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Sleep Dysfunction

Sleep dysfunction is a recognised symptom of ME/CFS.

Common sleep symptoms

Non-restorative sleep

  • Symptoms of ME/CFS are not relieved by sleep.
  • Research suggests disruptions to delta wave sleep and alterations in sleep-stage transitions. Intense dreams are common.
  • Due to the poor quality of sleep, people awaken unrefreshed, regardless of the duration of sleep.

Altered sleep patterns

  • day-night reversal and other circadian rhythm abnormalities
  • insomnia: difficulty falling asleep and frequent awakenings
  • hypersomnia: difficulty staying awake, sleeping many more hours than is normal

Other common issues

  • Night-time muscle spasms, including Restless Legs Syndrome, disrupt sleep.
  • A sensation of being 'tired but wired' ,where people feel exhausted, but their central nervous system is in arousal, prevents sleep.

Diagnosis of additional sleep disorders

Patients may have additional diagnosable sleep disorders, such as obstructive sleep apnoea or sleep hypoventilation, that require consultation with a sleep disorder specialist.

Management

People with ME/CFS sleep better when they are well-rested. Insomnia often increases when the patient has done too much and exceeded their available energy reserves.

Symptoms interfere with sleep. Careful management of rest and activity, known as pacing, will reduce the risk of exacerbating symptoms. Conversely, poor sleep quality often makes other ME/CFS symptoms worse.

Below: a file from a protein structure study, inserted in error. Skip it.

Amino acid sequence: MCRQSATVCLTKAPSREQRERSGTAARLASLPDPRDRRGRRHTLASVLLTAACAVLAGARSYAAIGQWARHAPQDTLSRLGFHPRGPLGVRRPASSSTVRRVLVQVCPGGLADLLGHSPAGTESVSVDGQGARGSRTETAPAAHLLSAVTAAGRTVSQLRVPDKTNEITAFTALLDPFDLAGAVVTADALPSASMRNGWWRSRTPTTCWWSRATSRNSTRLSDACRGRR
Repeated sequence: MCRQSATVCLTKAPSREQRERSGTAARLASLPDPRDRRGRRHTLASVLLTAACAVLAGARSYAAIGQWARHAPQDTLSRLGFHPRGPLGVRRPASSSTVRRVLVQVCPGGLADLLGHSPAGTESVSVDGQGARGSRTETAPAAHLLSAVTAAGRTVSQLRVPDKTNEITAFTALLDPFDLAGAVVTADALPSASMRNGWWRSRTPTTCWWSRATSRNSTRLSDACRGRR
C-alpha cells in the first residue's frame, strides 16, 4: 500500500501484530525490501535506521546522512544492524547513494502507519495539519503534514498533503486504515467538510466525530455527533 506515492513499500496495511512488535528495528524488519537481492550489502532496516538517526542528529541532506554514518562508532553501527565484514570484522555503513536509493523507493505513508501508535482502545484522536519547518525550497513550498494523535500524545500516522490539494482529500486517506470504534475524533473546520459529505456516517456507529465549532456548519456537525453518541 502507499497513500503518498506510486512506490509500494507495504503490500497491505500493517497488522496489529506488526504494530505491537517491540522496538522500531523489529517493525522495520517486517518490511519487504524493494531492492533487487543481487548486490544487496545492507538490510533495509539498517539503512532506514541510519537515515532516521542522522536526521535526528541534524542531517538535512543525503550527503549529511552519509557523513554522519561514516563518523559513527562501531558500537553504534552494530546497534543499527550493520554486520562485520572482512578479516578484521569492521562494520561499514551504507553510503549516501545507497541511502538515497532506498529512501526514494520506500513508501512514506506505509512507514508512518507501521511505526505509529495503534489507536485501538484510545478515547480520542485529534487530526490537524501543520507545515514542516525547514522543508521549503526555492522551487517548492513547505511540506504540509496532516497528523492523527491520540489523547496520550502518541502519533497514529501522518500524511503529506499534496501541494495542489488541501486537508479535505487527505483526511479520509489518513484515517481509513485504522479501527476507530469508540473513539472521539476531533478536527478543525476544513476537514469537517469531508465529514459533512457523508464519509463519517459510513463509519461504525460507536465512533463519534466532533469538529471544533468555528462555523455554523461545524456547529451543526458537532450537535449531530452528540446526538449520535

Aspects of basic sleep hygiene may be applicable for some individuals. For example, patients who are well enough may benefit from morning exposure to full spectrum light, e.g. sunlight, to help with circadian rhythms.

Sleep, however, is dysfunctional and care is required when applying common sleep strategies. People with ME/CFS will react differently from a healthy person and may experience worsening symptoms.

Treatment

  • Start with a low dose since the usual doses are often poorly tolerated.
  • Introduce one change at a time so the effect can be monitored.

Medications

Sedating medications are often prescribed. Due to drug sensitivities in ME/CFS, it may be necessary to try a number of medications before a suitable one is found. For some patients, nutritional supplements may be better tolerated than medications.

There are prescription and over the counter medications that address:

  • sleep onset
  • sustaining sleep
  • muscle relaxation

Long-acting medications that assist people with ME/CFS into deeper stages of sleep may be useful.

Nutritional supplements

People with ME/CFS use a wide variety of supplements for sleep onset, sleep quality and muscle relaxation.

The two most commonly recommended by patients and clinicians are:

  • magnesium
    • topical applications: magnesium oil or Epsom Salts
    • oral administration: available in a variety of magnesium forms, for example magnesium citrate, sulfate, glycinate, etc. Each form has different benefits and side effects.
  • melatonin
    • available in immediate-release form for sleep onset, and slow-release form for sustaining sleep
    • the most effective dose for ME/CFS patients varies widely

Patients taking both medications and nutritional supplements for sleep must discuss the risks of serotonin syndrome with their doctor before changing dose or regime.

Last edited: 10 December, 2020